This week, G DATA claimed that rogue retailers are installing malware on Android-based phones from China and selling them on the open market.
This is a supply chain issue, since the problem is occurring before the devices are sold, and so far, the issue has mostly impacted Chinese consumers—though some infected phones have been found in Europe. The malware has been found on more than 20 brands of mobile phones. The article from eWeek suggests that it “underscore(s) the current difficulties in securing technology as it moves through the supply chain to its destination.”
What we must realize is, supply chain issues are more widespread and have a far different profile than just a few shadowy characters intercepting crates of phones on a dock somewhere:
In 2013, classified documents leaked by former contractor Edward Snowden showed that the U.S. National Security Agency and other national intelligence agencies have regularly infiltrated supply chains feeding technology to countries of interest to compromise devices that act as electronic moles, according to the documents. Devices from Cisco, Dell and other manufacturers, for example, have all been modified in transit to their destination to include implants to enable NSA monitoring.
PricewaterhouseCoopers found several shortcomings in how industrial companies deal with their supply chain security. Its survey, Global State of Information Security 2015, found that manufacturing companies lack knowledge about their own assets, lack employee threat awareness and lack insight into partners’ supply chain security practices.
The U.S. military is supported by a huge supply chain, which has become worrisome to Homeland Security. Mike Garson, the executive vice president and chief administrative officer and general counsel for LGS Innovations, addressed cybersecurity and supply chain concerns at Homeland Security Today. Garson cited IDC figures that the federal government will spend $78 million on IT this year, which is more than 2 percent of what will be spent worldwide. The budget for 2016 could reach $86.4 billion. (You can read Garson’s full feature article here.)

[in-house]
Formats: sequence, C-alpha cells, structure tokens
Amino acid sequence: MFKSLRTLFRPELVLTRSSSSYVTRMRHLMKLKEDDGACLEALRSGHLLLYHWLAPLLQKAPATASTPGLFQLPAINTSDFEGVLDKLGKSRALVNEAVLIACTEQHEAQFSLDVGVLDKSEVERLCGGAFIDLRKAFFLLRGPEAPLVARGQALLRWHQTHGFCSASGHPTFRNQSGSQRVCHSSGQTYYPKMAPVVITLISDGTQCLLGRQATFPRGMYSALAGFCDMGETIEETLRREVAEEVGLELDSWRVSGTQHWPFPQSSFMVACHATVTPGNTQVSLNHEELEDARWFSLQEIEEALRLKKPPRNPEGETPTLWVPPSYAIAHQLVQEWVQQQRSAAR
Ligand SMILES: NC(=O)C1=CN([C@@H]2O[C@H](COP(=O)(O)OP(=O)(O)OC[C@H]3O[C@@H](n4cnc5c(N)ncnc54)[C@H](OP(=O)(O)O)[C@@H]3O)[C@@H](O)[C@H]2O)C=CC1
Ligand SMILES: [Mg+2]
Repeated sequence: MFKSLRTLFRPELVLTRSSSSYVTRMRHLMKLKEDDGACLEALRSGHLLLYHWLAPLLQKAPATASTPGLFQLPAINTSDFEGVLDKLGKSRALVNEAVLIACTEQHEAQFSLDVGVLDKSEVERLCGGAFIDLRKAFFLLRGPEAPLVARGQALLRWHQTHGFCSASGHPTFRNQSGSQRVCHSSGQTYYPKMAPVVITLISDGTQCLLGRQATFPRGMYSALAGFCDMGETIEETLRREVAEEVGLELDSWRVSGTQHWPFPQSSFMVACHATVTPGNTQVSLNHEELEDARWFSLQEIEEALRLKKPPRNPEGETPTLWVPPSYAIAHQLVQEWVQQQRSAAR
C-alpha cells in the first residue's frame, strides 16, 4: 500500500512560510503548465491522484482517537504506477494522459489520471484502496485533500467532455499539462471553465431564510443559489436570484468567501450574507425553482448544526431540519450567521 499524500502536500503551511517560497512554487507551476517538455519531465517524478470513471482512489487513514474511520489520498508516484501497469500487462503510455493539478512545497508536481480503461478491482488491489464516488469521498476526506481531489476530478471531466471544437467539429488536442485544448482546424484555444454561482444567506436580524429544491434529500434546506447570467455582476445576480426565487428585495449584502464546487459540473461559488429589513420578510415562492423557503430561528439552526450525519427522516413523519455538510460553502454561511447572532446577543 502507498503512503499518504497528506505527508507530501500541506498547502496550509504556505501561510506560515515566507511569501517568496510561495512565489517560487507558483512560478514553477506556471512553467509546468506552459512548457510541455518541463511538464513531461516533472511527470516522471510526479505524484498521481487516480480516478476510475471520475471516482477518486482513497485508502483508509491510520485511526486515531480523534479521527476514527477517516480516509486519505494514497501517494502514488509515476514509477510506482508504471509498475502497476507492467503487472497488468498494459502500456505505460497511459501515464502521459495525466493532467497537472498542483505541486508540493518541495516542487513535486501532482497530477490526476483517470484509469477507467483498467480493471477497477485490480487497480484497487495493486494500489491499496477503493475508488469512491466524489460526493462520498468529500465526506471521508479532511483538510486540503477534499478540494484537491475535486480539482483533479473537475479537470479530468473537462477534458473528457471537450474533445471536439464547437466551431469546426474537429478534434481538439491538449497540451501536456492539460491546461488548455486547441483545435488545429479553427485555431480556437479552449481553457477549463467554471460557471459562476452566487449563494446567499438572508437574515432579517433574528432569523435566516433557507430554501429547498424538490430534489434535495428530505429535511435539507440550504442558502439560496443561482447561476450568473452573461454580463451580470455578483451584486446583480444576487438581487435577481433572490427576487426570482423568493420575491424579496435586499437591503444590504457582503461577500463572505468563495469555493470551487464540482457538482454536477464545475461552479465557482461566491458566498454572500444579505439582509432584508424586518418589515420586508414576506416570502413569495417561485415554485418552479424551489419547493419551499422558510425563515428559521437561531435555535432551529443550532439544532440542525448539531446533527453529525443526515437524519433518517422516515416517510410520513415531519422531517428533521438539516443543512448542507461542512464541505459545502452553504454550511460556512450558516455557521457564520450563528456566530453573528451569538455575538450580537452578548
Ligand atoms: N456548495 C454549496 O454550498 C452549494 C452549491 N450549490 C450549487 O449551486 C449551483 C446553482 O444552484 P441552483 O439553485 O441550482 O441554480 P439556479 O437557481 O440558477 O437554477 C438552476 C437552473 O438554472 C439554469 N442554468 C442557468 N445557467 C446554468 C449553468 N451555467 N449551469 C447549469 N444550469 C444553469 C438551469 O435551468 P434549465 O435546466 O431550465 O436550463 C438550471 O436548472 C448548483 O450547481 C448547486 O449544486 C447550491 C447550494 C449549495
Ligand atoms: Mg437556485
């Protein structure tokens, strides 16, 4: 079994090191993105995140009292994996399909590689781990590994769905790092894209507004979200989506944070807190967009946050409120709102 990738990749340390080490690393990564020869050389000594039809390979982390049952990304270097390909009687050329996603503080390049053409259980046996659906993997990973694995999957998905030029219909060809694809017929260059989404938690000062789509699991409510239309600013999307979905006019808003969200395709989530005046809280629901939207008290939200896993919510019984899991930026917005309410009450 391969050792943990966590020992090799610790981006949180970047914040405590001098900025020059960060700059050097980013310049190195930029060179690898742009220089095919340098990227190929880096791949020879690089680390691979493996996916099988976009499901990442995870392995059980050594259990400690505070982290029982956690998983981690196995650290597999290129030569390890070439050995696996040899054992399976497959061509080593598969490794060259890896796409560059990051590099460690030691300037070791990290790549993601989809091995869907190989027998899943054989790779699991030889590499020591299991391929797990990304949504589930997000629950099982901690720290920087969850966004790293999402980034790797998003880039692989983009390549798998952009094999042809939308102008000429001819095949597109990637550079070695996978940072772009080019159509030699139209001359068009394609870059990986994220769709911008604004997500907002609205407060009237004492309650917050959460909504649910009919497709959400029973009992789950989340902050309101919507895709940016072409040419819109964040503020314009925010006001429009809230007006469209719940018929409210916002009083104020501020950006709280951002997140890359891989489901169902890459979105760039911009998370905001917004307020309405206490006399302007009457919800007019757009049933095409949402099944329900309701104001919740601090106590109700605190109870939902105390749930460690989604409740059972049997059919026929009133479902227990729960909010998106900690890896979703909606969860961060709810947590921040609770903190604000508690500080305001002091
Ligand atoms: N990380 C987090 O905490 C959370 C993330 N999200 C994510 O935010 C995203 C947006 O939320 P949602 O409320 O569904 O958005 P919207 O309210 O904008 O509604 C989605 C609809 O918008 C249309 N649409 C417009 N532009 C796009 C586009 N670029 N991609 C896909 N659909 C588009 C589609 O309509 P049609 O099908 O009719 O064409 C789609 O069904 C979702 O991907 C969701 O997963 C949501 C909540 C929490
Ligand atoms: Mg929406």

Garson suggests that this huge investment leads to great vulnerabilities, since complexity, geographic diversity and other factors are growing in ways that may overwhelm the technology that is being deployed:
This increased reliance presents considerably increased cybersecurity risks due to the lack of direct interaction with, and control over, the many potential vendors (or counterfeiters) in the ICT supply chain that could intentionally or inadvertently insert a hardware or software vulnerability, backdoor or fault in one of the ICT solution components.
Supply chains are long, complex and rely on technology that is not always seamlessly put together or efficiently run. That’s precisely the type of landscape that hackers like to call home, so of course it should be a concern for Homeland Security and all other organizations that do business with manufacturers.
Carl Weinschenk covers telecom for IT Business Edge. He writes about wireless technology, disaster recovery/business continuity, cellular services, the Internet of Things, machine-to-machine communications and other emerging technologies and platforms. He also covers net neutrality and related regulatory issues. Weinschenk has written about the phone companies, cable operators and related companies for decades and is senior editor of Broadband Technology Report. He can be reached at firstname.lastname@example.org and via twitter at @DailyMusicBrk.